Intel Pentium Extreme Edition 965: Not Just A Speed Bump - HotHardware

Intel Pentium Extreme Edition 965: Not Just A Speed Bump

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On the surface, the Pentium Extreme Edition 965 looks just like any other LGA775 based Intel processor. Other than the unique marking etched into the processor's integrated heat spreader, there is nothing that would set this chip apart from its predecessors.

The Pentium Extreme Edition 965
Dual-Core at 65nm Refined

    
The new Pentium Extreme Edition 965

The Pentium Extreme Edition 965 is equipped with the same integrated heat spreader and packaging as previous Pentiums, but underneath that heat spreader are two distinct Cedar Mill dies (two Cedar Mill dies = one Presler), connected through the processor's packaging substrate.

If you recall from our previous Intel coverage, the Smithfield core used on the Extreme Edition 840 was basically two Prescott cores linked together to form one large die. Incorporating two individual dies onto one package with the Presler core though, should help Intel with yields on the 965XE and other dual-core Presler based processors, because the dies can come from two different parts of the same wafer, or even two different wafers altogether.

Due to the fact that this is a dual-core CPU, and each individual core has Hyper-Threading enabled, the 965XE appears as four virtual processors in a supported operating system, like Windows XP. Each core is clocked at 3.73GHz and rides on a 1066MHz front side bus (266MHz quad-pumped). Each core is equipped with 2MB of full-speed L2 cache, for a grand total of 4MB. The CPU requires a mere 1.2v - 1.33v to operate. We should also note that the Pentium Extreme Edition 965 has full support for Intel's Virtualization technology, which gives users the ability to run multiple operating systems in independent environments, full support for EM64T to run 64-bit operating systems, and the Execute Disable Bit to prevent certain types of malware driven buffer-overflow attacks.

What you can't see without the help of some software is that the Pentium Extreme Edition 965's Presler core is also a completely new stepping. If you look back at this image from our 955XE article, you'll see that the 955XE used stepping "2". However, the Pentium Extreme Edition 965, while part of the same family of processors, has a stepping designator of "4". Stepping "4" incorporates the C1E halt state, that lowers clock speeds and power consumption when the system is idle.  This new stepping will likely be used in other Pentium D's moving forward, as it offers similar performance at a lower TDP. Unfortunately, we don't have many details regarding the changes made with the new stepping, but we suspect some details will emerge in the coming days.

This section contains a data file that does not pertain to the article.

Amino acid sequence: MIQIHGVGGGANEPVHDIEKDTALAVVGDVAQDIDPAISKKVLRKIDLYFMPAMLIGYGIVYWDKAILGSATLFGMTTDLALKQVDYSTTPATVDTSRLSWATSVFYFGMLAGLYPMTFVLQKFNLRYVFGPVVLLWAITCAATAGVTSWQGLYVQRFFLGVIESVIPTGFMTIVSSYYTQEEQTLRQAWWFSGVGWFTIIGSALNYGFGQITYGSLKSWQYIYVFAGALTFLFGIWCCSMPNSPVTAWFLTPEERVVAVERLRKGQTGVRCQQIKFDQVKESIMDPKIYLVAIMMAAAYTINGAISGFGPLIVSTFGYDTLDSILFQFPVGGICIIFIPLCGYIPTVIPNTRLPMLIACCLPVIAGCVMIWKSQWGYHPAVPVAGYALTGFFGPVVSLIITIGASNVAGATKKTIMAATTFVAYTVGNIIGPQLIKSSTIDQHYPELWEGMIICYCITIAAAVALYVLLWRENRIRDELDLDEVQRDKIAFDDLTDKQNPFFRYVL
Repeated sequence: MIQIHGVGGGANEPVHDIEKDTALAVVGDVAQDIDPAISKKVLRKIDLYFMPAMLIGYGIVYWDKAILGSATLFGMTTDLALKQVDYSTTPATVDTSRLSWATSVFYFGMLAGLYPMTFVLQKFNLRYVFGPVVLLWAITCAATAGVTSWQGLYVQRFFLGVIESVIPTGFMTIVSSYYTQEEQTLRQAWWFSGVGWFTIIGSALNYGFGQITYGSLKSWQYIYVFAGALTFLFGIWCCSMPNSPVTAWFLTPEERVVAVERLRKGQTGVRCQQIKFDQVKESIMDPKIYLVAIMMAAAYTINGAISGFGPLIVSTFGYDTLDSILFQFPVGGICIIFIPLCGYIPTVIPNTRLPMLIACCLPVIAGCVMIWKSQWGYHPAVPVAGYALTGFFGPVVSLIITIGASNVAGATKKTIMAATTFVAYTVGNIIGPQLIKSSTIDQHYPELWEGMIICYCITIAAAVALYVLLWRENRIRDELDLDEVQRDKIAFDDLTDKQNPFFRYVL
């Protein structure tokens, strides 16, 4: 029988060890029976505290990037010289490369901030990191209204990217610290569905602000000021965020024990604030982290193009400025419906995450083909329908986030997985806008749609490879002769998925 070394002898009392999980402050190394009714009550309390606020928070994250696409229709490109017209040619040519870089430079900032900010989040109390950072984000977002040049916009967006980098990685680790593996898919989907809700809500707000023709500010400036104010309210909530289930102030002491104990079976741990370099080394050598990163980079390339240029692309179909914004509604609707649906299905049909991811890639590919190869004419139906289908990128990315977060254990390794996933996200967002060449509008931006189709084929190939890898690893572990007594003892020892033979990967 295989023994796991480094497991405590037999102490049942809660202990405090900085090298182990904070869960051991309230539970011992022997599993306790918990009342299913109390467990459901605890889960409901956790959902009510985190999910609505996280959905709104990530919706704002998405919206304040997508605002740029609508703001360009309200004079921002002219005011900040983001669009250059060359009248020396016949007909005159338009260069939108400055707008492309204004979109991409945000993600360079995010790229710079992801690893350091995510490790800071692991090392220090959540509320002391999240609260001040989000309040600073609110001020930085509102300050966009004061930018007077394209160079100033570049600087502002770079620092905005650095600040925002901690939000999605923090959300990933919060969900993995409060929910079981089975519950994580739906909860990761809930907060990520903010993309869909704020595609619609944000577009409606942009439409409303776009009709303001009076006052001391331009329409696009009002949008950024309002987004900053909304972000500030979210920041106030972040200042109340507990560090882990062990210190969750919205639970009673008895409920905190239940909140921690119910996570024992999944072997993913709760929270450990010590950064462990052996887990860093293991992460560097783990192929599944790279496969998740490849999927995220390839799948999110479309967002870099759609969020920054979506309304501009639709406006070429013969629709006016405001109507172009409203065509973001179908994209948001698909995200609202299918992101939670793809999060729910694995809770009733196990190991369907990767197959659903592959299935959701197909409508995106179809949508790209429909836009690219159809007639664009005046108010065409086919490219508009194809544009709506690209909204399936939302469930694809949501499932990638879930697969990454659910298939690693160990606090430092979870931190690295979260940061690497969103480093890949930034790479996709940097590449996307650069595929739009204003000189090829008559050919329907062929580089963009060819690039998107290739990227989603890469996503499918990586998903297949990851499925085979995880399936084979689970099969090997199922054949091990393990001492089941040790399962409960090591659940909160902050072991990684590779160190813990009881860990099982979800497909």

Intel Pentium Extreme Edition 965 Overclocking Experiment
Cranking Up the Multiplier & FSB - Improved thermals and a lot of headroom

Intrigued by the fact that this processor is based on a totally new stepping of the Presler core, we spent some quality time overclocking the new Pentium Extreme Edition 965 to see what kind of clock speed headroom it had left. Because the Extreme Edition 965 has an unlocked multiplier and the Asus motherboard we used for testing has the ability to alter the processor's multiplier via the system BIOS, we overclocked the 965XE using a combination of FSB and multiplier tweaks.

By default, the Pentium Extreme Edition 965's multiplier is set to 14 with a 266MHz quad-pumped front side bus (effective speed of 1066MHz). To overclock the CPU we first bumped up our processor's core voltage to 1.35v and raised the multiplier until the test system was no longer stable. With the multiplier set to 16 and the CPU running at 4.25GHz, we had no trouble running any benchmarks and considered the system completely stable. With the multiplier set to 17 though, for a final clock speed over 4.5GHz, we experienced some instability. At this point we slowly increased the front side bus frequency and found our peak stable clock speed was 4.36GHz (16 x 272MHz), an increase of over 600MHz. We should mention that this was done with the stock cooler. With a more exotic cooling solution, we suspect higher clock speeds would certainly be attainable.

As you can see in the image above, the stock cooler seemed perfectly capable of keeping temperatures in check. When we looked at the 955XE, we witnessed overclocked temperatures in the 70oC+ range and idle temps over 50oC. With the Pentium Extreme Edition 965 though, idle temps hovered around a much more manageable 35oC, while overclocked temps peaked at 63oC.

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